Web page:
Debt by African countries to China growing
China is becoming Africa’s main lender. It gets concession in natural resources but is less interested in how the money it lends is used. Another debt crisis might develop as some African countries complain about a Chinese economic invasion.

Beijing (AsiaNews/Agencies) – China’s action as an alternative lender is creating a new wave of hidden debt in Africa as it backs its companies’ expansion overseas with increasingly aggressive lending, this according to the International Monetary Fund. But whilst some African nations bristle at China’s economic invasion, others criticise the West’s wrong approach.

Adnan Mazarei, a director at the Fund, said action was needed “to avoid another round of debt accumulation” as emerging lenders such as China became an important source of funds.

A report prepared by the IMF and World Bank shows China is the largest of six new creditor nations. The others are Kuwait, Brazil, India, South Korea and Saudi Arabia. It said lending by China had risen to US$ 5 billion in 2004. In exchange China gets access to energy supplies and raw materials.

China has committed .1 billion this year to Nigeria, Angola and Mozambique, according to World Bank figures.

Nigeria this year agreed to provide a drilling license to Chinese companies in exchange for a US$ 4 billion commitment to improve infrastructure, including a 1,800 kilometre railway.

China gets 25 per cent of its oil from Angola and Sudan, which is boycotted by other states for the genocide in Darfur.

World Bank President Paul Wolfowitz said that his institution demands economic reforms and tough financial requirements to make loans to benefit the population rather than small elites. China is instead bucking the trend and is not interested in these countries’ financial stability.  In doing so it is helping local governments avoid pressure to crack down economic mismanagement, clean up corruption and reduce debt.

Chinese loans raise the prospect of a renewed debt crisis in Africa, just a year after the world's rich nations agreed to forgive as much as US billion of debt.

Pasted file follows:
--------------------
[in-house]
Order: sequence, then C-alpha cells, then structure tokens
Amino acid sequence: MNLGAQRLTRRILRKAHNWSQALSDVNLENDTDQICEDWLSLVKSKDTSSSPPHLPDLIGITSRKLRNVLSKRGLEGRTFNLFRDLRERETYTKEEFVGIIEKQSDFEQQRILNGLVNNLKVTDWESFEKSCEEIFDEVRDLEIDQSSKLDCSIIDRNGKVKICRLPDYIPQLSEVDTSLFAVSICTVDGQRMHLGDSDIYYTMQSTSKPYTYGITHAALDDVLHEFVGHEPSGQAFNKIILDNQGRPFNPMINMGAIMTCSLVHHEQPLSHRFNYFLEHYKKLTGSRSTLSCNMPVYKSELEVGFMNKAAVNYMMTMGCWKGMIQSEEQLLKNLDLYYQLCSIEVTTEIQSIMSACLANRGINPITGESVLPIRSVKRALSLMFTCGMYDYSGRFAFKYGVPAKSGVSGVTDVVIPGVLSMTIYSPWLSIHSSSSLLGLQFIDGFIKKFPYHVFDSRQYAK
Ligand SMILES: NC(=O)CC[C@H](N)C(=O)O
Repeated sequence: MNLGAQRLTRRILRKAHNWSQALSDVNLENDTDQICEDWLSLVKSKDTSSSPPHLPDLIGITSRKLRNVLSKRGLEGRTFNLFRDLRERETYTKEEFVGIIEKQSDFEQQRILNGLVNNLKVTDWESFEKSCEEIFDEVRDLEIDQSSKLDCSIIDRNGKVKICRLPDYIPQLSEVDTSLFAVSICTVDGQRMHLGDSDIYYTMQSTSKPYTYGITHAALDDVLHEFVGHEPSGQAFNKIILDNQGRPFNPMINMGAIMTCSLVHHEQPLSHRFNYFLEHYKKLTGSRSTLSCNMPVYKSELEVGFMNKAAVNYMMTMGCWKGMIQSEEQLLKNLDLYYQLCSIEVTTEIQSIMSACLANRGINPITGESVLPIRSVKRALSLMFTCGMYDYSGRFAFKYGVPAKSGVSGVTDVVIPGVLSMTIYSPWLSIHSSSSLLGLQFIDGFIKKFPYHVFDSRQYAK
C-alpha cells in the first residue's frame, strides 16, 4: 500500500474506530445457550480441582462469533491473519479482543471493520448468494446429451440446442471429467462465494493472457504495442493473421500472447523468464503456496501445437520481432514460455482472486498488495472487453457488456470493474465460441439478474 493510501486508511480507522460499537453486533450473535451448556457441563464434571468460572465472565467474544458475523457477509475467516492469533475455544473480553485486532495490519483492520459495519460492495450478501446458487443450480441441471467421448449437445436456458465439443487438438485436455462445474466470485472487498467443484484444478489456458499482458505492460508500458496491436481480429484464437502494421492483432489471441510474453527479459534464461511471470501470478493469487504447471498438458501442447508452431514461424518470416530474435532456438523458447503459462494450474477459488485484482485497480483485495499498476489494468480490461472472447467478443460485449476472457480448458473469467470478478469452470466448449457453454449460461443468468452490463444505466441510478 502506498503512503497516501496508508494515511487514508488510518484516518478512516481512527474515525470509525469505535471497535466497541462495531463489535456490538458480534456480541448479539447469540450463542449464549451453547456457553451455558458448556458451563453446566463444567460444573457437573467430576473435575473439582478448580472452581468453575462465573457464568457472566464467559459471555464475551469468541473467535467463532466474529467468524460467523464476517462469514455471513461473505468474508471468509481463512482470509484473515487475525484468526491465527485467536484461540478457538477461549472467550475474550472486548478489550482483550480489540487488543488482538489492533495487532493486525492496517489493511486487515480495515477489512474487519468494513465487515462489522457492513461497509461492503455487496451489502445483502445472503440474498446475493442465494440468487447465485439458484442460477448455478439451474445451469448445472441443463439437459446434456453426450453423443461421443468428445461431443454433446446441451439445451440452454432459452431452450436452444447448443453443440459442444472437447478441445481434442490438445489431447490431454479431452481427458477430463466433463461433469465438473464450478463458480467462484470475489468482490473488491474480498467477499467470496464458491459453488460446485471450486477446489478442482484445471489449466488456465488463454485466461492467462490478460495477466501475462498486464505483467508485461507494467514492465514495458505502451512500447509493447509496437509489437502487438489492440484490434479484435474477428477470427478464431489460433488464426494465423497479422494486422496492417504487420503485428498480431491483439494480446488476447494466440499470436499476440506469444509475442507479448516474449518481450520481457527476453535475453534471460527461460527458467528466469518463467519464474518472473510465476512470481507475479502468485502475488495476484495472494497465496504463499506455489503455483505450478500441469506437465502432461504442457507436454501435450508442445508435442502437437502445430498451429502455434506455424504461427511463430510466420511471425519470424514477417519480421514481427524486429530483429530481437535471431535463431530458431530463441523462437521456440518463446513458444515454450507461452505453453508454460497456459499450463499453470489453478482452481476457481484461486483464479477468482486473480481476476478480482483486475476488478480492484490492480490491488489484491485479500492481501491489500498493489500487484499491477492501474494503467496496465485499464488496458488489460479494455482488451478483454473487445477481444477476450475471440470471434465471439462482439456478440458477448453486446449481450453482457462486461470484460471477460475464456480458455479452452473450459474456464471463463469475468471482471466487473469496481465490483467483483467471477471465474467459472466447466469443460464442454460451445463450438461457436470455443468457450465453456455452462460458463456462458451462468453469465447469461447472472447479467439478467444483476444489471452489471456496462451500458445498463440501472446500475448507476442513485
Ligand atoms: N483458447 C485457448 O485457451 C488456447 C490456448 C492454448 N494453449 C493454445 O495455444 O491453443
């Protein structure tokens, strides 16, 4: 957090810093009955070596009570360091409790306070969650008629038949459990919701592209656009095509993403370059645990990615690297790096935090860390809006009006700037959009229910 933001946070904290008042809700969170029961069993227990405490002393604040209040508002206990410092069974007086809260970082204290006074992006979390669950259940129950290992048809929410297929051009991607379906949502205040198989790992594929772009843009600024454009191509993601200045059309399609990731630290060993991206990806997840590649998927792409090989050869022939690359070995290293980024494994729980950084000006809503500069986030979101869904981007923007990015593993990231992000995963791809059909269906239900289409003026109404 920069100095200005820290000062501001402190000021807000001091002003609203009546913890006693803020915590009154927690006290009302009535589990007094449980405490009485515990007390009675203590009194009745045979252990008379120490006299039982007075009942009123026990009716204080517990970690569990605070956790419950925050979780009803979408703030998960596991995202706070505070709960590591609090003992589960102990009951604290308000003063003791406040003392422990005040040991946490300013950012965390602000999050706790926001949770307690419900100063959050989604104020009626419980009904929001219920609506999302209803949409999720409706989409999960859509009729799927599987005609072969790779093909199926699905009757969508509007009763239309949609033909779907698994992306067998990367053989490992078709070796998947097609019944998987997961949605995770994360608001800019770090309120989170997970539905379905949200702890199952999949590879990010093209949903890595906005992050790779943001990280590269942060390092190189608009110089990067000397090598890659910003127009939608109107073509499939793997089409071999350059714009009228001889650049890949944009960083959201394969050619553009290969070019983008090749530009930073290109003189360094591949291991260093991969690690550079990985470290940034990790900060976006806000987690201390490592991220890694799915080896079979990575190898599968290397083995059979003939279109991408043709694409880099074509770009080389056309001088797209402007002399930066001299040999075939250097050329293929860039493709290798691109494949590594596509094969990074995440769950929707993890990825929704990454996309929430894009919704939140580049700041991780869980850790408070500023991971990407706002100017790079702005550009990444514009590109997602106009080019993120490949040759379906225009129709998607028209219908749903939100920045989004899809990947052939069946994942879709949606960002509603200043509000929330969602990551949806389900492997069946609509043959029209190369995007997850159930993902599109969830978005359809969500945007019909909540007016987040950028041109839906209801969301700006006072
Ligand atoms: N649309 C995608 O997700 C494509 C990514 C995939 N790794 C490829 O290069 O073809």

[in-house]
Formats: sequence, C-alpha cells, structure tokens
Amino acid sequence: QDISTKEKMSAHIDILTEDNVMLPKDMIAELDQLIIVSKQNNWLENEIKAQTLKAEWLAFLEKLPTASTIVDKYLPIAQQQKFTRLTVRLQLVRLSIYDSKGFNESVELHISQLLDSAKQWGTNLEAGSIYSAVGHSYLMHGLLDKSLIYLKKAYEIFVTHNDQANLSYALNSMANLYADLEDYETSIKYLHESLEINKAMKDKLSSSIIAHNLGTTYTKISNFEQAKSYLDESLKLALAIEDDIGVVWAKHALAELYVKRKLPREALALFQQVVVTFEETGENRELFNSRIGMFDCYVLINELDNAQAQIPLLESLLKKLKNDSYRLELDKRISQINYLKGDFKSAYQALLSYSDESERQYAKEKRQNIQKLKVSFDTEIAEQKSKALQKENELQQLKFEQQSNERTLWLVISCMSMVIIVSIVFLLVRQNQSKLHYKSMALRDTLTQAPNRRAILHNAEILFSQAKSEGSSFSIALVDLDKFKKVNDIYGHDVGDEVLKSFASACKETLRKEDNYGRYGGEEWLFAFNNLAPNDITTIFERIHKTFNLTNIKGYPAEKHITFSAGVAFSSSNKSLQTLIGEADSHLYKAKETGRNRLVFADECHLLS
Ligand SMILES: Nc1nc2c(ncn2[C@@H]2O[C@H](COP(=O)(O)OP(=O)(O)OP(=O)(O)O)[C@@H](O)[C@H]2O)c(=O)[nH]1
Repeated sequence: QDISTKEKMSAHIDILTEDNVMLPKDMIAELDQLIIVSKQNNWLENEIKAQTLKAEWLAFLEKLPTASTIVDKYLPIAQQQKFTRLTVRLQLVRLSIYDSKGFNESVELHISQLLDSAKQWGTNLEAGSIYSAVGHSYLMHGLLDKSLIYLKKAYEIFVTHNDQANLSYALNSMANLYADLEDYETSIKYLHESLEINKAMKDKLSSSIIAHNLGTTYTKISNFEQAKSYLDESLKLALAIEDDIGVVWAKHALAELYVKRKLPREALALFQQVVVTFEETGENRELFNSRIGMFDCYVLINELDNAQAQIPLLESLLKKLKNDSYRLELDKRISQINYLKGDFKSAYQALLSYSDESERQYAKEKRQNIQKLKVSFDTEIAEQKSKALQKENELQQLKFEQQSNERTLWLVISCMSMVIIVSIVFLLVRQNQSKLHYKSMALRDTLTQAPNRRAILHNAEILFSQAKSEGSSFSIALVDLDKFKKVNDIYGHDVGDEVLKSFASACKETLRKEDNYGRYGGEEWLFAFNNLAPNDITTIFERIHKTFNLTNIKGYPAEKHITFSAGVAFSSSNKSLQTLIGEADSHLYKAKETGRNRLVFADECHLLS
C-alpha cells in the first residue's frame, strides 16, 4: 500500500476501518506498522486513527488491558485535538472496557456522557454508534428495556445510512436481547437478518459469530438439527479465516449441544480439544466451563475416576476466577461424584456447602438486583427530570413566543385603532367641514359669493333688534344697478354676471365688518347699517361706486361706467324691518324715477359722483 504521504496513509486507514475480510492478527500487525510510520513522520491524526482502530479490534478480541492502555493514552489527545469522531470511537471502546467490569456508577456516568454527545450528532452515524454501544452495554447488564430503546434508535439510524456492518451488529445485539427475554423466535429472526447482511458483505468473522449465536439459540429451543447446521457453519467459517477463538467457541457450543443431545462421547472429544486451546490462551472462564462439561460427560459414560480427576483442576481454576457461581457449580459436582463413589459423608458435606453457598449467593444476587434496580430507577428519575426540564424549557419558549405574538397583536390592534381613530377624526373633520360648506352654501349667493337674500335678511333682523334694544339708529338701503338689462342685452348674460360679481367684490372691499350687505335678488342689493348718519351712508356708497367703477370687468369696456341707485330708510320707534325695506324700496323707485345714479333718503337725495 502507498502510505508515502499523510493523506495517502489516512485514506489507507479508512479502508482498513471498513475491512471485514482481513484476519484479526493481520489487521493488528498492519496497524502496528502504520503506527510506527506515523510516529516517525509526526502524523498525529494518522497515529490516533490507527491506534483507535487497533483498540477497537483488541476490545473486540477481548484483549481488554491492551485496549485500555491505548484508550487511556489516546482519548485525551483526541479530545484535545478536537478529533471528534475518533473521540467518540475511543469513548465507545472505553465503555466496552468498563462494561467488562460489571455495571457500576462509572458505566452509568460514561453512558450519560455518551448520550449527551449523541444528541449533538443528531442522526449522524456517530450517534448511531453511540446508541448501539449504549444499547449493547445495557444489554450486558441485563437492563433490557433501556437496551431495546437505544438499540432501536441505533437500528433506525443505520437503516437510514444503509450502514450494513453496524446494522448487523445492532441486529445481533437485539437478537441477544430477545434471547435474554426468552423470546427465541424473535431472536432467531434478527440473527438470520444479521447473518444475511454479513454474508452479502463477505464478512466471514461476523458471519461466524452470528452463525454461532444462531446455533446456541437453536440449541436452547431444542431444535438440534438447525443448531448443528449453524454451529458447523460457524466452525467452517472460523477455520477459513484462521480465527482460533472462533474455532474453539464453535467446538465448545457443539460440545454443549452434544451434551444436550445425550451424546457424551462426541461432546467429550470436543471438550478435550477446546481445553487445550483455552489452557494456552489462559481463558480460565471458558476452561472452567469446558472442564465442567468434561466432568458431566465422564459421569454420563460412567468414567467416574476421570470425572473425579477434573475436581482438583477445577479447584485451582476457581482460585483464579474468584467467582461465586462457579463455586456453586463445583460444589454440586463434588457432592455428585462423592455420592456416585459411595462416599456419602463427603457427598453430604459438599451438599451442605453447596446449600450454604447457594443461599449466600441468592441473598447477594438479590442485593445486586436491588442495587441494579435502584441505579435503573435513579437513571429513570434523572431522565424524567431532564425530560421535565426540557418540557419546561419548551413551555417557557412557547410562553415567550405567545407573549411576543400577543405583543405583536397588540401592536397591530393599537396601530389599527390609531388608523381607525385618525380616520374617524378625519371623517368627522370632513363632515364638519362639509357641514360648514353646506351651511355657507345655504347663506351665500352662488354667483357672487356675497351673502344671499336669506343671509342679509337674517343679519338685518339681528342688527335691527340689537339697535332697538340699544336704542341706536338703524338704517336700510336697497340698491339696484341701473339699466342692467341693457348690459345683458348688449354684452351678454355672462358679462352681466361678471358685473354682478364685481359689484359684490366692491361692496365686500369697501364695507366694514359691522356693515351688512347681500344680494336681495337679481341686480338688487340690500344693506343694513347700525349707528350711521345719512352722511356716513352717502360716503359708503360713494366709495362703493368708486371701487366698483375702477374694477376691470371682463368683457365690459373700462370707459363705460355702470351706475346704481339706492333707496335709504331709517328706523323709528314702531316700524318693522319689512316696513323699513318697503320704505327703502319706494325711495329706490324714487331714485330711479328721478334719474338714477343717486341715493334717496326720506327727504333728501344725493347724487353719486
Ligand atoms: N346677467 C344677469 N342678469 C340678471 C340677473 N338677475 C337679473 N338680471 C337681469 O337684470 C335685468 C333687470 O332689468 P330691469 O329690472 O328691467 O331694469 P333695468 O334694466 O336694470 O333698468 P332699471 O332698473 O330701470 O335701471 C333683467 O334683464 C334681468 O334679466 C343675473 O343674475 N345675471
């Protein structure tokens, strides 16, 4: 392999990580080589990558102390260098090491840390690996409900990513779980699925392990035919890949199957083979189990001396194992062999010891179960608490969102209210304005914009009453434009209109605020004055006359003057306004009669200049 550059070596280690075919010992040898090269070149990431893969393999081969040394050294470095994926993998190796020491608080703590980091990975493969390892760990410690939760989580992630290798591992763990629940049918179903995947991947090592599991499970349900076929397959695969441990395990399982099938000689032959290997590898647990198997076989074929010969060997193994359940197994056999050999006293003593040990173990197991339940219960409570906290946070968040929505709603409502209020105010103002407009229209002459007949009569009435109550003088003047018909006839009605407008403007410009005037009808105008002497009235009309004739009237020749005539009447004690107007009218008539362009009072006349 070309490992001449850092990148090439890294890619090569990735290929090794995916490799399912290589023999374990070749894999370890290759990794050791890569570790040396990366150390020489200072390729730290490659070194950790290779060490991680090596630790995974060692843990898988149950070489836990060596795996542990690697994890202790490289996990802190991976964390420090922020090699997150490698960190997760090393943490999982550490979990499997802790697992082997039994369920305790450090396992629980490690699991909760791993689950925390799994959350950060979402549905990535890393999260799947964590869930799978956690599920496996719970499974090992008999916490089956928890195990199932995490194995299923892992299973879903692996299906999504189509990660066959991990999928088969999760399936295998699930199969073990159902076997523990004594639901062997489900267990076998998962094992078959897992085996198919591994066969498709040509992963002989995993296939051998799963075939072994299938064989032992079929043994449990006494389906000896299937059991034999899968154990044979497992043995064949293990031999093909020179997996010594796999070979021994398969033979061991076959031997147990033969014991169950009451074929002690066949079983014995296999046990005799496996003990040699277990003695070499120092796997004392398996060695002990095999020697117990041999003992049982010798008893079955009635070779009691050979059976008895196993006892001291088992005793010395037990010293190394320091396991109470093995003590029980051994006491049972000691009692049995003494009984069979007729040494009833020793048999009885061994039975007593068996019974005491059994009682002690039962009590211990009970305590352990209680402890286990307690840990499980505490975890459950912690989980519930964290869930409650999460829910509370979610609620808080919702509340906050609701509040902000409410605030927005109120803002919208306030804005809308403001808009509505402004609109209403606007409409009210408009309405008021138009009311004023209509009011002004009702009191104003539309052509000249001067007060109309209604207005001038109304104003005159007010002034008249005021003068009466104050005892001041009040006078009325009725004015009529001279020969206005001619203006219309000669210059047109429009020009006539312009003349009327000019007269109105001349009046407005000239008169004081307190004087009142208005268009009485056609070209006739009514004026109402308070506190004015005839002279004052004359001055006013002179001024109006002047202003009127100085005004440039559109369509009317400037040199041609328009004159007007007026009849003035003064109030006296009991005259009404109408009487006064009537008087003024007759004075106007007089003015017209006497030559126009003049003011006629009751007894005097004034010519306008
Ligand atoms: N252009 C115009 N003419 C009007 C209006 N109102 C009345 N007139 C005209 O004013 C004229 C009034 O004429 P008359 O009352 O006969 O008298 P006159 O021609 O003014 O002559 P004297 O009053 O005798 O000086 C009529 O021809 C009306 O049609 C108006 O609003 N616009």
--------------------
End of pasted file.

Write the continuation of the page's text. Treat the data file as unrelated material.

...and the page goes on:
James Adams, the World Bank’s vice-president for East Asia and the Pacific, said in Beijing the bank had proposed to China to jointly finance projects, but that China had insisted it would not attach detailed conditions to its loans to governments in Africa.

Philippe Maystadt, president of the European Investment Bank, has said the EIB and other multilateral banks were losing projects in Asia and Africa to Chinese banks because they “don’t bother about social or human rights conditions”.

Chen Yuan, governor of the China Development Bank (CDB), the world’s largest development institution by assets, said last week the bank’s lending abroad would rise “very fast” as it backed the overseas push of China’s state-owned energy and mineral companies into Africa.

In some African countries some voices are already criticising Chinese practices. “There is a risk that some governments in Africa may use Chinese money in the wrong way to avoid pressure from the West for good government,” said Papa Kwesi Nduom, who heads the Ministry of Public Sector Reform in Ghana, which is seeking a .2 billion loan from China for a hydro-electric dam and rural electrification.

Meanwhile in South Africa merchants are complaining that the invasion of Chinese products is killing the local economy. In Zambia, where miners are protesting publicly against poor working conditions, a Chinese guard shot three miners.

But some African nations complain instead of Western interference.

“The fact that a country gives you aid makes them think they have a license to tell you how to run your affairs,” Robert Kabushenga, a spokesman for Uganda's government. “These conditions are probably well intentioned, but they are humiliating.”

Chinese officials have also responded to criticism saying that China has forgiven part of the debt of African countries and that it helps them by building roads, railways, hospitals and schools.

Other experts point out however that the work is generally done by Chinese firms and that the amount of money Africa owes Chinas keeps on piling up and that it has to continue to secure loans against concessions.

China is the world's biggest consumer of zinc, nickel and copper and the second-largest user of crude. (PB)